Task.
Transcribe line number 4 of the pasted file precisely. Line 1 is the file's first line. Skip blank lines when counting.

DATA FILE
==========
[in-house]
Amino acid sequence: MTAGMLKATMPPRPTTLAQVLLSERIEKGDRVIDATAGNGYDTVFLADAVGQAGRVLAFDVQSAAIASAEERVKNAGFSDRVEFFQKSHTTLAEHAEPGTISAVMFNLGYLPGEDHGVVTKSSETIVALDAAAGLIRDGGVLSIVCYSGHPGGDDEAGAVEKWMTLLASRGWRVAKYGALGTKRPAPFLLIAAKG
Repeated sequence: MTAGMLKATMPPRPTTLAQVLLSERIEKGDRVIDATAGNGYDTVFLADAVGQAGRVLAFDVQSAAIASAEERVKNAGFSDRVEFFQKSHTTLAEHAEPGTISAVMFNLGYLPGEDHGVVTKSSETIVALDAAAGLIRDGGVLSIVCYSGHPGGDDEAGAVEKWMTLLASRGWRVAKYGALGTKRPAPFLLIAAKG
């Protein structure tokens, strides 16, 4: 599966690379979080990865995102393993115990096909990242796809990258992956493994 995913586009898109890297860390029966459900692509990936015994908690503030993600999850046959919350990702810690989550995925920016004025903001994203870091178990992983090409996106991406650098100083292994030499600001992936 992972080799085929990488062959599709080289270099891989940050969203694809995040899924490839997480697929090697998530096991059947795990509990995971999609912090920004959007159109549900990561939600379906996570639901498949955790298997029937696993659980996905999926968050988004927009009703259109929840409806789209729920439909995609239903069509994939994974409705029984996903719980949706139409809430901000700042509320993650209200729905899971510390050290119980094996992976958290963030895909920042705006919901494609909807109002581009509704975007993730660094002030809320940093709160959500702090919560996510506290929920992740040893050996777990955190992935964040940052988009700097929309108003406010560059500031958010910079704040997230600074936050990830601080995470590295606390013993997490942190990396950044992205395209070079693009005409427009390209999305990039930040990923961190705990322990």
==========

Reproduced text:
């Protein structure tokens, strides 16, 4: 599966690379979080990865995102393993115990096909990242796809990258992956493994 995913586009898109890297860390029966459900692509990936015994908690503030993600999850046959919350990702810690989550995925920016004025903001994203870091178990992983090409996106991406650098100083292994030499600001992936 992972080799085929990488062959599709080289270099891989940050969203694809995040899924490839997480697929090697998530096991059947795990509990995971999609912090920004959007159109549900990561939600379906996570639901498949955790298997029937696993659980996905999926968050988004927009009703259109929840409806789209729920439909995609239903069509994939994974409705029984996903719980949706139409809430901000700042509320993650209200729905899971510390050290119980094996992976958290963030895909920042705006919901494609909807109002581009509704975007993730660094002030809320940093709160959500702090919560996510506290929920992740040893050996777990955190992935964040940052988009700097929309108003406010560059500031958010910079704040997230600074936050990830601080995470590295606390013993997490942190990396950044992205395209070079693009005409427009390209999305990039930040990923961190705990322990």